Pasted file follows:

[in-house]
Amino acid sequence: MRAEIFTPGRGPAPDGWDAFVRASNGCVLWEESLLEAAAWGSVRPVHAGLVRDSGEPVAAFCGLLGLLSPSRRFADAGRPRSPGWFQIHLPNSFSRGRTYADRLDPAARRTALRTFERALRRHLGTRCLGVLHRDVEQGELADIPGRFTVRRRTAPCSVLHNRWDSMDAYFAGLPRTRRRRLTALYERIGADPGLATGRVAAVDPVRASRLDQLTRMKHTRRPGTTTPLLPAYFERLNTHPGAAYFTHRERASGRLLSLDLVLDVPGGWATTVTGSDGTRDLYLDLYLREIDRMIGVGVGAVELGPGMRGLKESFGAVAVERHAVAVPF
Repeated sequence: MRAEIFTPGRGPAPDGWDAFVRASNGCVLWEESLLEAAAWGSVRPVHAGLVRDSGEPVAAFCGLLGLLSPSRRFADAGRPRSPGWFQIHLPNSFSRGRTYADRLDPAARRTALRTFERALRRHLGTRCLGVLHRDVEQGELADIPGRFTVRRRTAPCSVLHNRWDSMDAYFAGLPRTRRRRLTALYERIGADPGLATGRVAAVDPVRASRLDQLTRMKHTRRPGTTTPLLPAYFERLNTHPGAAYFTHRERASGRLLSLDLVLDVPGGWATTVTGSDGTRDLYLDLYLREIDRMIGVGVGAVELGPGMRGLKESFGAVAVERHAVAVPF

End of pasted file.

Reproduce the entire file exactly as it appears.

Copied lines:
[in-house]
Amino acid sequence: MRAEIFTPGRGPAPDGWDAFVRASNGCVLWEESLLEAAAWGSVRPVHAGLVRDSGEPVAAFCGLLGLLSPSRRFADAGRPRSPGWFQIHLPNSFSRGRTYADRLDPAARRTALRTFERALRRHLGTRCLGVLHRDVEQGELADIPGRFTVRRRTAPCSVLHNRWDSMDAYFAGLPRTRRRRLTALYERIGADPGLATGRVAAVDPVRASRLDQLTRMKHTRRPGTTTPLLPAYFERLNTHPGAAYFTHRERASGRLLSLDLVLDVPGGWATTVTGSDGTRDLYLDLYLREIDRMIGVGVGAVELGPGMRGLKESFGAVAVERHAVAVPF
Repeated sequence: MRAEIFTPGRGPAPDGWDAFVRASNGCVLWEESLLEAAAWGSVRPVHAGLVRDSGEPVAAFCGLLGLLSPSRRFADAGRPRSPGWFQIHLPNSFSRGRTYADRLDPAARRTALRTFERALRRHLGTRCLGVLHRDVEQGELADIPGRFTVRRRTAPCSVLHNRWDSMDAYFAGLPRTRRRRLTALYERIGADPGLATGRVAAVDPVRASRLDQLTRMKHTRRPGTTTPLLPAYFERLNTHPGAAYFTHRERASGRLLSLDLVLDVPGGWATTVTGSDGTRDLYLDLYLREIDRMIGVGVGAVELGPGMRGLKESFGAVAVERHAVAVPF